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  • Writer's pictureVictoria Regina

The Great Exhibition of 1851

Updated: Mar 11

172 years ago today, London opened its doors to the rest of the world for the Great Exhibition of the Works of Industry of All Nations. The Exhibition remained open until October 11th that year and was visited by over six million people in the space of six months. The grand opening was a huge success, with Queen Victoria herself opening it, along with the attendance of the British people, members of the Royal Commission and their families, and notable figures from the government. While this had initially been planned as a private event, it had been an incredibly popular idea with the public, and so it was decided that it should be opened to the public. Tickets cost three guineas and allowed ticket holders exclusive access on that first day. The below image demonstrates how popular the opening was, with Queen Victoria on the stage that was set up in the Crystal Palace.

Eugene-Louis Lami, The Opening of the Great Exhibition 1851 © Royal Collection Trust / HM King Charles III 2024

After visiting an exposition in France in the early 1840s, Henry Cole returned to England with the idea of hosting a similar event in Britain. After attempting to convince many people, the Society of Arts held significantly smaller expositions in 1847, 1848 and 1849. As these expositions went on, they became increasingly more popular, and the idea of holding one on a much larger scale seemed likely. As a result, Queen Victoria set up the Royal Commission for the Great Exhibition of 1851, with Prince Albert acting as President for the Commission. The formation of this group of men allowed for serious planning for the Exhibition to begin.

The aim of this Exhibition was to display the works of industry and manufacturing from countries all over the world. There were four main sections that influenced the displays: raw materials, manufacturers, machinery, and fine arts (which included sculpture and architecture - but not paintings). It was open for six months and was visited by millions of people - including some famous people such as Charles Dickens, Charles Darwin and Charlotte Bronte.

The Great Exhibition was housed in what quickly became known as the Crystal Palace. This was a building made up entirely of glass and ran 1848 feet long and 408 feet wide. The Crystal Palace was a design created by Joseph Paxton. His original design was created on a sheet of pink blotting paper as he sat in a board meeting for the Midland Railway Company. In the space of two weeks, it became a fully functional plan and only took nine months to construct.

British Library (BL), MS 35255, Western Manuscripts, A MEMORIAL of the Great Exhibition, 1851.'

While it was advertised as an Exhibition for the world, it very much had a British focus. The Official Catalogue for the Great Exhibition stated that: "The building has East and West and is intersected by the Transept running North and South. The Western half is appropriated to the productions of the United Kingdom, India and the Colonies. The Eastern half to Foreign Countries." While it was an opportunity for the rest of the world to show off their inventions, it was the perfect opportunity for Britain and its colonies to demonstrate what they had to offer and the ways they were advancing for the time.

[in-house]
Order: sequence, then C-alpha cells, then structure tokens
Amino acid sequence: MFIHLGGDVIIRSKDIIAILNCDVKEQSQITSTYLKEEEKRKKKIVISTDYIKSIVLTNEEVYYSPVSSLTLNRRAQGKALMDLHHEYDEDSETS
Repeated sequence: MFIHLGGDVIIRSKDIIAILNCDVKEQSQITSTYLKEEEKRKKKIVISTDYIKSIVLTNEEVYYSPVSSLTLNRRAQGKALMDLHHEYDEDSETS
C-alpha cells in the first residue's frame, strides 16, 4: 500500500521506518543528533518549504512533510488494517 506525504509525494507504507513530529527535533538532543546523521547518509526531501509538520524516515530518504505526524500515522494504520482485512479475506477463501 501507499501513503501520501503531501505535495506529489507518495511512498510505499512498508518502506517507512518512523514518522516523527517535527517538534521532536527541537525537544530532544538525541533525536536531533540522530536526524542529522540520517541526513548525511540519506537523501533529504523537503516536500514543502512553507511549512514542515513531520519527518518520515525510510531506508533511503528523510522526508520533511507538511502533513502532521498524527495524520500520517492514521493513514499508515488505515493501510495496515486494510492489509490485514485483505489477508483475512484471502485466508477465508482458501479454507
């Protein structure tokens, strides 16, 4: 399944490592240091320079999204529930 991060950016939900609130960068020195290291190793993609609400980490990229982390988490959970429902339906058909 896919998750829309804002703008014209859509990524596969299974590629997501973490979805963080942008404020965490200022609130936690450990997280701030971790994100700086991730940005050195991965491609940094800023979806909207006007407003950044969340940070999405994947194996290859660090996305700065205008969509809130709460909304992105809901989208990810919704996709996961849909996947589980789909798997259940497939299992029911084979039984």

The Foreign Department Viewed towards the Transept, Victoria & Albert Museum

Some of the popular displays included Osler's Crystal Fountain, the Koh-i-Noor Diamond, a Canadian Fire Engine and 'The Greek Slave' statue created by Hiram Powers. With over 100,000 individual exhibits, there was no shortage of items for people to be in awe of.

The Great Exhibition 1851: Glass Fountain by Osler, © Royal Collection Trust / HIM King Charles III 2024

The Great Exhibition closed its doors to the public on October 11th 1851 before officially closing on October 15th. In the six months it was open, it was visited by six million people and made a profit of €185,437 (totalling around £26,475,849.38 in todays money). The Crystal Palace remained in Hyde Park until May 1852 and was then moved to Sydenham and officially opened in 1854.

The Rebuilding at Sydenham 1852-1854, Crystal Palace Foundation

This Crystal Palace remained open for 82 years and saw a number of exhibitions and concerts take place as well as becoming a home to cinemas and a shopping centre. It remained open until it fell into disrepair in the 1930s and eventually burned down as a result of a fire in 1936.

The Great Exhibition of 1851 was an incredibly popular event - not only did it encourage further exhibitions to take place throughout the rest of the nineteenth century, its profits set up institutions that still remain today. The Natural History Museum and the Victoria and Albert Museum are clear reminders of the success this groundbreaking event had for Britain. The Albert Memorial also stands as a reminder of the successes of the Exhibition, and the importance of it to Queen Victoria, as Prince Albert can be seen holding the catalogue for the Exhibition - an important reminder of the triumphs of Henry Cole, Prince Albert and the Royal Commission.

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